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A visit to the club

It was a nice, mild day so a trip to the club happened. What a surprise. Earlier, a group had gone up and removed several Ash trees, which were condemned. They went the extra mile to cut them up into firewood size as well as grinding the stumps. Some of the smaller sizes were stacked for use, but most requires splitting and remains in piles near where they were felled. A spring work party or two will make short work of this with a commercial power splitter.

The lake is down at the winter level, about 5 feet below summer pool. It is ice covered. This is an ideal time to work on lifts that are still on the lake bottom. Remember, when you visit the club in wintertime, the restrooms are not usable as the water is shut off.

Check pictures in gallery.

Membership renewal

The 2016 CLSA membership renewal invoices have been mailed. Payment is due now and is considered overdue March 1. Advantage of early payment is priority consideration of requested race committee assignment dates. For new members, dock assignment is considered only after dues payment and it sets your seniority date in the club..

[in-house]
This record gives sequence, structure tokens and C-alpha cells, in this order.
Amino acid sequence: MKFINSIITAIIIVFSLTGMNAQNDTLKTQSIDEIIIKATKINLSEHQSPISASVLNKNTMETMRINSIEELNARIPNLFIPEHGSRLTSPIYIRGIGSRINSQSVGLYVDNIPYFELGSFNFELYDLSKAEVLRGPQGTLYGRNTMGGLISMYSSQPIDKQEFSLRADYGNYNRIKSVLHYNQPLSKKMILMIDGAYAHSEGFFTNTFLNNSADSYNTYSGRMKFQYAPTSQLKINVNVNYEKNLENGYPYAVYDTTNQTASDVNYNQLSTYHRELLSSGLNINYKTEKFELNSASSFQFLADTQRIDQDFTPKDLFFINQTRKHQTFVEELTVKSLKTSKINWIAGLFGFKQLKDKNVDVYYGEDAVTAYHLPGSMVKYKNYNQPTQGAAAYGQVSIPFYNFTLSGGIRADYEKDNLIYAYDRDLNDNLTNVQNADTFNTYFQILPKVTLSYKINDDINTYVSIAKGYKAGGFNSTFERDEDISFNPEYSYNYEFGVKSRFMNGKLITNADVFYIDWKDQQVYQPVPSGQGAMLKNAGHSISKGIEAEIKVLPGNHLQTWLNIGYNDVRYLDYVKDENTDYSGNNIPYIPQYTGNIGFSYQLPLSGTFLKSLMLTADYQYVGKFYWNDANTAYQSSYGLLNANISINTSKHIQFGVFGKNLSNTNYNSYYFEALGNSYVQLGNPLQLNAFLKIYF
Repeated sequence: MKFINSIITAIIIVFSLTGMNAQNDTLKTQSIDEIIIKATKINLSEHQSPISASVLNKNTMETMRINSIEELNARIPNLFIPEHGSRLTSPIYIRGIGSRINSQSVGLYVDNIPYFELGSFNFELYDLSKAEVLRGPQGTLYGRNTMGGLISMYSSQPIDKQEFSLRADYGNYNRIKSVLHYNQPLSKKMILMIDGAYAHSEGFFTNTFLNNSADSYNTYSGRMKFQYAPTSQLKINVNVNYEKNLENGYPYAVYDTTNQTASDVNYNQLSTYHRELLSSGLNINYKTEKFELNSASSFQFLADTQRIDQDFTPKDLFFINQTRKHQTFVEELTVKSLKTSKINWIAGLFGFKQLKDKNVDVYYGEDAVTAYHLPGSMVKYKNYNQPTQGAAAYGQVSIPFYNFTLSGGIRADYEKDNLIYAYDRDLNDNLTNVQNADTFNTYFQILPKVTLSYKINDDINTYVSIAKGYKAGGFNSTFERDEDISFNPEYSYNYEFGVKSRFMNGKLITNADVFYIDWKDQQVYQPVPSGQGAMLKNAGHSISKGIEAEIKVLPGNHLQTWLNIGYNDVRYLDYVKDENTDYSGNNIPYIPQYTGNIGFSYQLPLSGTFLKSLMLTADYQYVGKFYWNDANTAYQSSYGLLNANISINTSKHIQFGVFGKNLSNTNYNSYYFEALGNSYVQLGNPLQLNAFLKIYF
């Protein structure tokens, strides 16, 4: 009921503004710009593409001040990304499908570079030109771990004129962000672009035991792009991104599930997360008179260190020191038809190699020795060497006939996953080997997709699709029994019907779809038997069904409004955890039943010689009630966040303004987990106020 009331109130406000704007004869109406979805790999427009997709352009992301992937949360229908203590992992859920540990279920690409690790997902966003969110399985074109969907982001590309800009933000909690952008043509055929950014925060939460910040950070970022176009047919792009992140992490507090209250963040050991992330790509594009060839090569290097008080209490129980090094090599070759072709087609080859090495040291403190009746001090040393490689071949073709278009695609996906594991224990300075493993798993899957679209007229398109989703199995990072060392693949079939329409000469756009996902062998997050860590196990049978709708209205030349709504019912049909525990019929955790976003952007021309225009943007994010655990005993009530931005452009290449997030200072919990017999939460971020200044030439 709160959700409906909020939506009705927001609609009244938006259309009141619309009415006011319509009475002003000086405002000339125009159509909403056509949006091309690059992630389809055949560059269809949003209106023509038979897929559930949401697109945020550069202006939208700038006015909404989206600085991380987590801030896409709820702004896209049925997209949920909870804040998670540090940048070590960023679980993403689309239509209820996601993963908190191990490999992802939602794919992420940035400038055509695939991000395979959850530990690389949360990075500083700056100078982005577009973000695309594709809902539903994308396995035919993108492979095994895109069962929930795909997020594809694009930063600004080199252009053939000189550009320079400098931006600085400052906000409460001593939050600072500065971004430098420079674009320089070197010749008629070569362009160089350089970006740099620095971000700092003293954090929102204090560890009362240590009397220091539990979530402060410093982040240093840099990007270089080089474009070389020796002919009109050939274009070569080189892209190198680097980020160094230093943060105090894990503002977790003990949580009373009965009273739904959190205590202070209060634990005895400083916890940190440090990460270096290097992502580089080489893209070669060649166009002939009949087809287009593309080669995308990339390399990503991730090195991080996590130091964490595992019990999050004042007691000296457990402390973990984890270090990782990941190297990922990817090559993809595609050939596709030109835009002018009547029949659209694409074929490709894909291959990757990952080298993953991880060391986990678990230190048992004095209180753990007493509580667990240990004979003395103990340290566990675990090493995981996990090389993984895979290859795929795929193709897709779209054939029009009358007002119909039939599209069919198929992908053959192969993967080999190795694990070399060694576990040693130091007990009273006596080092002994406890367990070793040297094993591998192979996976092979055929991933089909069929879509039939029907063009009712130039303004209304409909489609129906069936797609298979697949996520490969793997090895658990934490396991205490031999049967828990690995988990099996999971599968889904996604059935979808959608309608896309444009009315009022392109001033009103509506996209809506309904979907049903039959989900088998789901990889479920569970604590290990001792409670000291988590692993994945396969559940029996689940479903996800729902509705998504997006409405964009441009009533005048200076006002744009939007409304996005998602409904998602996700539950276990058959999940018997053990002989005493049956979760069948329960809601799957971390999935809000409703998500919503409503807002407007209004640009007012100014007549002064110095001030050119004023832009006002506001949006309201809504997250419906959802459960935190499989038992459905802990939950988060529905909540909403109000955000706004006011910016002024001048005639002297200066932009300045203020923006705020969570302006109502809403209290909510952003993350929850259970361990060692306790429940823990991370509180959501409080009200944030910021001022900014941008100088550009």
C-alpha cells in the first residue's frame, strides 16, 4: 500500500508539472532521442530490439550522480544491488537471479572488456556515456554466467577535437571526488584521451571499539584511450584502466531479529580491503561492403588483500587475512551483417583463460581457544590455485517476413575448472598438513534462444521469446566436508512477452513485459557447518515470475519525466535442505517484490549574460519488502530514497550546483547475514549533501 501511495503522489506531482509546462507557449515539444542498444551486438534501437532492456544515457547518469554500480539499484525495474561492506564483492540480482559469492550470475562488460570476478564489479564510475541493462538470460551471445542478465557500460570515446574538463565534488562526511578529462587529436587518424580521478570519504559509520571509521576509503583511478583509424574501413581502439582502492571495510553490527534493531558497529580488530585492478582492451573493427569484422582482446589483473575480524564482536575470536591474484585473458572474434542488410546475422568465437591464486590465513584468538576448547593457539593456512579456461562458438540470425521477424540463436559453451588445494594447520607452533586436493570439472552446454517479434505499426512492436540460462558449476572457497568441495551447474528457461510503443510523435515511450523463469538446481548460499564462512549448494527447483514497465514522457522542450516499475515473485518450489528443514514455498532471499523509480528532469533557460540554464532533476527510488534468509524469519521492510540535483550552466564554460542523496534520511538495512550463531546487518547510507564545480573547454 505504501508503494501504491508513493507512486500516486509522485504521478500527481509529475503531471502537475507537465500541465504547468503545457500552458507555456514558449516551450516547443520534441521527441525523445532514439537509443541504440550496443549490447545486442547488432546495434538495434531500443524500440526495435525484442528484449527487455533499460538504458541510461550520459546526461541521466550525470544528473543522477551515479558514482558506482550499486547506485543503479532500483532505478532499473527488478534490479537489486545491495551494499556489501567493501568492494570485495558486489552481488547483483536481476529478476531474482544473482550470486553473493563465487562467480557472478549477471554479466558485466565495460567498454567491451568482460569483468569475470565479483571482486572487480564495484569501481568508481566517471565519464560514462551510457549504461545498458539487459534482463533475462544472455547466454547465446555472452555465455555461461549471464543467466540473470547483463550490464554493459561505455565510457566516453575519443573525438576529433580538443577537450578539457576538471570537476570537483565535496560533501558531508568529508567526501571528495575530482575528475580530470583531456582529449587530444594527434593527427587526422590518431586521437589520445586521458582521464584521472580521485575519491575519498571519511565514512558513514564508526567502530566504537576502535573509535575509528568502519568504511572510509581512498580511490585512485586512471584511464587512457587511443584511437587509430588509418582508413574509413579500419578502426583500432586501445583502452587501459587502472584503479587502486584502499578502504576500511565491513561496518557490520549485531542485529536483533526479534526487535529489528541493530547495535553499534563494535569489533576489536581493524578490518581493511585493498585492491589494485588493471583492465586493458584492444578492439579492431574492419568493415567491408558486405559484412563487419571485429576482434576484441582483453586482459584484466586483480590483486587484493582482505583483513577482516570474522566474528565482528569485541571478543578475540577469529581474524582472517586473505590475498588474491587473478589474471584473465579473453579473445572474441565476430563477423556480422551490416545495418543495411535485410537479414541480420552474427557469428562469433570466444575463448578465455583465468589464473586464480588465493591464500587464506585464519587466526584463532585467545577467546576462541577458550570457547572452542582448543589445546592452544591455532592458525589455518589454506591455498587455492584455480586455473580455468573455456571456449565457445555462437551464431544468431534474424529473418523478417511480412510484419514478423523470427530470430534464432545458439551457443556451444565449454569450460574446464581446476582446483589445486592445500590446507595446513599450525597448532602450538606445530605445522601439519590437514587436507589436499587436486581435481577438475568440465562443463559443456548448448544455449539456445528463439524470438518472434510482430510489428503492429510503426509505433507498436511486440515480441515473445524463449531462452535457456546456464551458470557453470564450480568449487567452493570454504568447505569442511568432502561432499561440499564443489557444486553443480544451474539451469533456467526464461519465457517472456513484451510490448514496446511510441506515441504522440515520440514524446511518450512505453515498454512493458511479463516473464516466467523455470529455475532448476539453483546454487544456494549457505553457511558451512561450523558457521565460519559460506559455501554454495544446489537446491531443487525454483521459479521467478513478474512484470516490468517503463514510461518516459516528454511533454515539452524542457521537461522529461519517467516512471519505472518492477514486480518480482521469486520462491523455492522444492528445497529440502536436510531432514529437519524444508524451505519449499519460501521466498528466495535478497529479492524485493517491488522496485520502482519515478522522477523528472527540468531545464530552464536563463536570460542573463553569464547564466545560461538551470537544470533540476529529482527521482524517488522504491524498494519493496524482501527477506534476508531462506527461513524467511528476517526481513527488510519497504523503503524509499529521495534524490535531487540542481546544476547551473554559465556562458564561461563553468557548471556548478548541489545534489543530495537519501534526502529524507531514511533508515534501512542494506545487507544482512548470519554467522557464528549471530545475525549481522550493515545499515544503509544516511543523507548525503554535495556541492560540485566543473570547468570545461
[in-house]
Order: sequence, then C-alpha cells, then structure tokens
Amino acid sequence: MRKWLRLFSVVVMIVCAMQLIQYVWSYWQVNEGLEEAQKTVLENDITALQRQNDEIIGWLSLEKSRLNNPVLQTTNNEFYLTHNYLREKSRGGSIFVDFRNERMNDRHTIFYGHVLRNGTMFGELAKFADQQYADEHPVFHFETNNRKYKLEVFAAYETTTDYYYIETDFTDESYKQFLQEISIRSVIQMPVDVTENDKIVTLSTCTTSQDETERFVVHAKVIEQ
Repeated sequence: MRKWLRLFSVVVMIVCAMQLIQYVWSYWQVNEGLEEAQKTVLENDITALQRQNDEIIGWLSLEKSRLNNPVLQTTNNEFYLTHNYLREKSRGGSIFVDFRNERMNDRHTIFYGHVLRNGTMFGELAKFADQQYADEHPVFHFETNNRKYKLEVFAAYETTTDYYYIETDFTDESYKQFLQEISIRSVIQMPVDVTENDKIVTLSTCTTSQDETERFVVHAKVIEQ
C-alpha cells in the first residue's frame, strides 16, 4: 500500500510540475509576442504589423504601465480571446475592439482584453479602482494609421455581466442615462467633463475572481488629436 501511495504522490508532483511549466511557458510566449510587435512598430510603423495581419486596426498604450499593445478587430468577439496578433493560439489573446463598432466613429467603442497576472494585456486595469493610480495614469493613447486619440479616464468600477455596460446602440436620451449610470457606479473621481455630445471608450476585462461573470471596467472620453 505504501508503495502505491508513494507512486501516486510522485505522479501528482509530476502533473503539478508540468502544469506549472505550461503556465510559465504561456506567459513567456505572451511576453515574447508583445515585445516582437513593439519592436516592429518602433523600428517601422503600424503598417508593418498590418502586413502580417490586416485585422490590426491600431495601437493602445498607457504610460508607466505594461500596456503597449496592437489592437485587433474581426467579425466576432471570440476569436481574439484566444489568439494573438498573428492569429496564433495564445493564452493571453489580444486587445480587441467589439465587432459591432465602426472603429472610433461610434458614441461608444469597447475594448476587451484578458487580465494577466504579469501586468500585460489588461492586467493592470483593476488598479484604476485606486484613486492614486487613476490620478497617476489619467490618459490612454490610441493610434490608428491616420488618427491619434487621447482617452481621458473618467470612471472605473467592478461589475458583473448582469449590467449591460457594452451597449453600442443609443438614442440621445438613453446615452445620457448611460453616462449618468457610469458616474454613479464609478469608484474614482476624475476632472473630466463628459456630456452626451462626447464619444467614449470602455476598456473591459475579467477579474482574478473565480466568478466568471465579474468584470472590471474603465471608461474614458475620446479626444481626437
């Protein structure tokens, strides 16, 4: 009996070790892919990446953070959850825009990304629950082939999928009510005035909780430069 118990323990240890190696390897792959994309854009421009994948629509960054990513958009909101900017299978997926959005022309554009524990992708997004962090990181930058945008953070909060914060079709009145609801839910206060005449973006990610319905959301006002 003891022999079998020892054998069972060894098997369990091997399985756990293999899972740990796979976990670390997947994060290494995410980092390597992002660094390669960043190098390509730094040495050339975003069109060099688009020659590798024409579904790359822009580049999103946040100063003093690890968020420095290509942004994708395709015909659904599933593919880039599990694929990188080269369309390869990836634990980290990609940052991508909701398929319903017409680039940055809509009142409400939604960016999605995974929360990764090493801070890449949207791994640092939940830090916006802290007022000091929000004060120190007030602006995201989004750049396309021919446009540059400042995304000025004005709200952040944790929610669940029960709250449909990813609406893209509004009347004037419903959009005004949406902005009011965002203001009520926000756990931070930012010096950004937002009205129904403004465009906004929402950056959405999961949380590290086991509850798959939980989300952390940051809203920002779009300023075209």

We are all excited about the 2016 sailing season.

 

Horsepower hearing held

On Tuesday the hearing was held on the proposed new rule that would allow a 2 year trial to allow boats with motors more than 10 HP to operate on Cowan as long as they operated at idle or no-wake speeds. Most of the opposition centered on doubts that users would comply since patrols here are so rare. DNR admitted that last season there were only 15 patrols here and usually for about 2 hours before they left for another lake. They claimed they had to increase patrols at Caesar’s Creek Lake because of fatalities there.